BEIRUT (AFP) - Doctors and nurses in Syria's beleaguered eastern Ghouta enclave have run out of several life-saving items and a massive medical resupply is critically urgent, a charity said on Friday (March 9).
Doctors Without Borders (MSF) also called for medical teams to be allowed into the besieged rebel enclave east of Damascus.
"The need for a massive medical resupply, without life-saving items being removed, is increasingly urgent with each passing hour," MSF said.
A humanitarian convoy entered Eastern Ghouta on Friday, carrying food that aid workers were not able to distribute from a first convoy earlier this week.
It did not contain some life-saving medical items, such as trauma kits, that were removed from the dozens of trucks sent in on Monday.
A spokesman for the International Committee of the Red Cross, however, said there were "some positive indications that a bigger convoy with additional supplies, including medical items, might happen next week".
MSF said there was an acute emergency in Eastern Ghouta, where almost 400,000 civilians have endured a blistering military assault by the Syrian government and its allies since Feb 18.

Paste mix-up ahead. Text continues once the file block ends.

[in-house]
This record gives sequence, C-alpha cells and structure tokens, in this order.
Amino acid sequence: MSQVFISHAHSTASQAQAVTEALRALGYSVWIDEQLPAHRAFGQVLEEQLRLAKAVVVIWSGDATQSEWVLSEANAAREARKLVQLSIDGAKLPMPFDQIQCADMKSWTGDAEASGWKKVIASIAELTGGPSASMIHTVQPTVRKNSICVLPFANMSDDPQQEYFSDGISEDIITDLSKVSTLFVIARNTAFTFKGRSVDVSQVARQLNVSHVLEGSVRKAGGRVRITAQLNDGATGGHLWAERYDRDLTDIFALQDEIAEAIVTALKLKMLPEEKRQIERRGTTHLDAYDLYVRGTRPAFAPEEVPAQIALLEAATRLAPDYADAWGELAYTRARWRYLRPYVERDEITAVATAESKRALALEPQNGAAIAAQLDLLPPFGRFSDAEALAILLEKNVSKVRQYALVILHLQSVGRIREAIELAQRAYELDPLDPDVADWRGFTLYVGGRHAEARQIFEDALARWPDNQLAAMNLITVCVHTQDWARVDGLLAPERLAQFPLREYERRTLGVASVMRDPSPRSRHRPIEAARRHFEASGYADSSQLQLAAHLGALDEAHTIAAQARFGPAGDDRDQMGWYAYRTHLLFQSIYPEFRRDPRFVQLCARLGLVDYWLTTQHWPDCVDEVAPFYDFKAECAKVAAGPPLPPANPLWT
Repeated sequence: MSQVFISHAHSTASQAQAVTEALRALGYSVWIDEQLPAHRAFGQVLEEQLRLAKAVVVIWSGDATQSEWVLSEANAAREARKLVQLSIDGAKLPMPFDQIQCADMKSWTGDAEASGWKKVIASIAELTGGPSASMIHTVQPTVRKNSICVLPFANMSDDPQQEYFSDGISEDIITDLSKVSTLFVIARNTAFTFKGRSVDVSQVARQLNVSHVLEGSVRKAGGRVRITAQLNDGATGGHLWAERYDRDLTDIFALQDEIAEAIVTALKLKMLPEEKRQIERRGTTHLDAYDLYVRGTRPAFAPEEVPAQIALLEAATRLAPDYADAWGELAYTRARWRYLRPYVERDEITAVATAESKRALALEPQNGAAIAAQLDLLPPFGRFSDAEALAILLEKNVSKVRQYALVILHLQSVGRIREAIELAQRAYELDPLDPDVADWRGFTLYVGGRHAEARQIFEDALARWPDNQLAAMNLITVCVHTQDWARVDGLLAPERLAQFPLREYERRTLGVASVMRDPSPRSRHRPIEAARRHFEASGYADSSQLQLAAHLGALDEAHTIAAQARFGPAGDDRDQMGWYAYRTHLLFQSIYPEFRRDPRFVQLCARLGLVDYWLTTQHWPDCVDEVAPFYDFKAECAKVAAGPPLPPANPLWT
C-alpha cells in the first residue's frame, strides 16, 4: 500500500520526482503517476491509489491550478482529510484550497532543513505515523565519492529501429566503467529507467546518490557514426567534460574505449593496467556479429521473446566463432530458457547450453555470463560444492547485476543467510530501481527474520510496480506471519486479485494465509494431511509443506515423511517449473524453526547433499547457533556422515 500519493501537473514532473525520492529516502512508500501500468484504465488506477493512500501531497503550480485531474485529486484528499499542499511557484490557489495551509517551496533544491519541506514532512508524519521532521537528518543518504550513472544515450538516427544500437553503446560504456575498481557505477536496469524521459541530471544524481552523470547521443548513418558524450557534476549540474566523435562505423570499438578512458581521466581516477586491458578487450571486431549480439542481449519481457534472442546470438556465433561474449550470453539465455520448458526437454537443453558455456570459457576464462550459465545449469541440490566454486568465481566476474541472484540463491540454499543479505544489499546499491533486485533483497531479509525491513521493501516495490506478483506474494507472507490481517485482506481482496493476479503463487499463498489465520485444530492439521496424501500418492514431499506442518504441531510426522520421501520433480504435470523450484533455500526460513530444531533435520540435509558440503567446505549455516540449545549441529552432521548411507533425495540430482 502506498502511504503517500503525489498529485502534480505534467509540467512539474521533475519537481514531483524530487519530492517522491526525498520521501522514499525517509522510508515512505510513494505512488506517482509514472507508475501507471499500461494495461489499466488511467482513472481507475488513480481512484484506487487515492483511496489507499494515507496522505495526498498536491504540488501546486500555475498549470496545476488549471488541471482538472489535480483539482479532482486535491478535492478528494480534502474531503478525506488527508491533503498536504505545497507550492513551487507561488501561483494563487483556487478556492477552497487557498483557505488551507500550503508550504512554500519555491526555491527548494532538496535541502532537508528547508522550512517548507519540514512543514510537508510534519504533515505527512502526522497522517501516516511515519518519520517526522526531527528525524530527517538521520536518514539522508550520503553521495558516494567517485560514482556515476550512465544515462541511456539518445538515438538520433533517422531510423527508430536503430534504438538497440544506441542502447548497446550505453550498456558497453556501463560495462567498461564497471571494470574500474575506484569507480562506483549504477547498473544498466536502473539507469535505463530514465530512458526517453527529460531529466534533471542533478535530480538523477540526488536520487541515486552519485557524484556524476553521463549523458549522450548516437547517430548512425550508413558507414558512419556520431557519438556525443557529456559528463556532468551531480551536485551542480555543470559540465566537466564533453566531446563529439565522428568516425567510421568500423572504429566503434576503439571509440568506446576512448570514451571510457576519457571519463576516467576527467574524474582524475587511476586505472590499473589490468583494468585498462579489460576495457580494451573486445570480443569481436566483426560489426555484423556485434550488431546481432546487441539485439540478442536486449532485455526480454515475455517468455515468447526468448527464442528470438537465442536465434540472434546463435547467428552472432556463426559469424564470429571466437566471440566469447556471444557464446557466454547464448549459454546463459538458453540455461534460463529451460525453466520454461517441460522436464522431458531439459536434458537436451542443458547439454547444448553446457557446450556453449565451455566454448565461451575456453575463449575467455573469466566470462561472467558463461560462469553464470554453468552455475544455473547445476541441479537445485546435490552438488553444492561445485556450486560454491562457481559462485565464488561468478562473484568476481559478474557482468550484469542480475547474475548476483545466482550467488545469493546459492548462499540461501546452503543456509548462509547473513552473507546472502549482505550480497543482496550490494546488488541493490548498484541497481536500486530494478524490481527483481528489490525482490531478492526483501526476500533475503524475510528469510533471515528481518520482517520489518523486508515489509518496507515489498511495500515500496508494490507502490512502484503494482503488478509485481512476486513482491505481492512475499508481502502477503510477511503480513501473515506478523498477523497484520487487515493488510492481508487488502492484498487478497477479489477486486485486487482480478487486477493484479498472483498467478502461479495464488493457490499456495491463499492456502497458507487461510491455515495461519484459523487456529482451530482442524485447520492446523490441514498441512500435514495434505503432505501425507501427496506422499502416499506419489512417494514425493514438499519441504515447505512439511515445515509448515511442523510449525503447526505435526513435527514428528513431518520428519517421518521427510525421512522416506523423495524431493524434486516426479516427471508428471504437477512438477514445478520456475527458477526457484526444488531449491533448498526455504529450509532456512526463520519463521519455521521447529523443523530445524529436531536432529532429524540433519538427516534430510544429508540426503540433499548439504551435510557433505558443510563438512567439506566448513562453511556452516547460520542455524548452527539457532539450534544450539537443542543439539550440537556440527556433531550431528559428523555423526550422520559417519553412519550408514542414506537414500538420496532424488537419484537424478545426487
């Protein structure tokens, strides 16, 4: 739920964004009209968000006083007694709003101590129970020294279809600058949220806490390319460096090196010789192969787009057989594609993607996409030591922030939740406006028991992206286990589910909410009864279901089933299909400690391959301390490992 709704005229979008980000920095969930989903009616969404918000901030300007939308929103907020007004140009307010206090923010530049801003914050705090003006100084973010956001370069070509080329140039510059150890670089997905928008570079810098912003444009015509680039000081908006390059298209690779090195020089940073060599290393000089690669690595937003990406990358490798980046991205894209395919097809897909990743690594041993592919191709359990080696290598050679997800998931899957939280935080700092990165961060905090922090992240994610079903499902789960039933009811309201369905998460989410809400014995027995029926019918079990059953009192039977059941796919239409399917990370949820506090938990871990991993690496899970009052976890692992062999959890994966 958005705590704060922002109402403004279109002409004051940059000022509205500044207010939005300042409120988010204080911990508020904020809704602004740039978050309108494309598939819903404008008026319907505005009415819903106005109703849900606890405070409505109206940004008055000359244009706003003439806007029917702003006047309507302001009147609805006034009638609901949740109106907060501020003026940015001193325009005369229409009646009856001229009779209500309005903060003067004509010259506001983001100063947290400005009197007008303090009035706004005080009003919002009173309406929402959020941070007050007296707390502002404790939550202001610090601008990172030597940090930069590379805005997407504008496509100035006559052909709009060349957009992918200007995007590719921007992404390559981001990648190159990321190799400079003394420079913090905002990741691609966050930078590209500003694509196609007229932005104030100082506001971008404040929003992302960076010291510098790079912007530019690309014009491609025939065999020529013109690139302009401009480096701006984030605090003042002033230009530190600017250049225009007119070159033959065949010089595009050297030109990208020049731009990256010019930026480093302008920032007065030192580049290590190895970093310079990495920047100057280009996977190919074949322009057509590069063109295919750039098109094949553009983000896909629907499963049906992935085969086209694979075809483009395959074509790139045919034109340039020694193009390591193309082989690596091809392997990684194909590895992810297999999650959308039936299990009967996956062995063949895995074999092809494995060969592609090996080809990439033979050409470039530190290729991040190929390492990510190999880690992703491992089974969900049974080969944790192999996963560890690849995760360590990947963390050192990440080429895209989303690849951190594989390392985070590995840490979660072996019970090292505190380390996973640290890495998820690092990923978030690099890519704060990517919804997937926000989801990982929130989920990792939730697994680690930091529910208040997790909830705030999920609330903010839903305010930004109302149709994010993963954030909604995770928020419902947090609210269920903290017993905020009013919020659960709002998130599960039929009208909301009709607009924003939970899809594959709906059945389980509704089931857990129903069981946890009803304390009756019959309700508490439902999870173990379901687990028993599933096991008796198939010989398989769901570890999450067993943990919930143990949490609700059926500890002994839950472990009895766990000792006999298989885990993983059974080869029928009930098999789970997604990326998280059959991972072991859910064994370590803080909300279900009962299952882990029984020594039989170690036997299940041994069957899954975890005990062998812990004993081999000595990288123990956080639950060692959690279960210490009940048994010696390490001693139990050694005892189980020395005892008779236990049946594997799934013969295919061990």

"The numbers reveal a relentless barrage of mass casualty influxes at a time when medical supplies are extremely limited, medical facilities have been hit by bombs or shells, and the medics are completely exhausted.
"Daily, we hear of an increasing sense of hopelessness and despair, as our medical colleagues reach the limits of what a person can be expected to do," MSF director-general Meinie Nicolai said.
The Paris-based medical charity said 15 of the 20 medical facilities it supports in Eastern Ghouta were hit by air strikes or shelling.
According to the Syrian Observatory for Human Rights, a Britain-based war monitor, more than 930 civilians have been killed since the assault began.
MSF urged the warring parties to pause the bombing and shelling to allow for the evacuation of critically sick or wounded patients.
More than a week ago, the United Nations said such patients already numbered more than 700.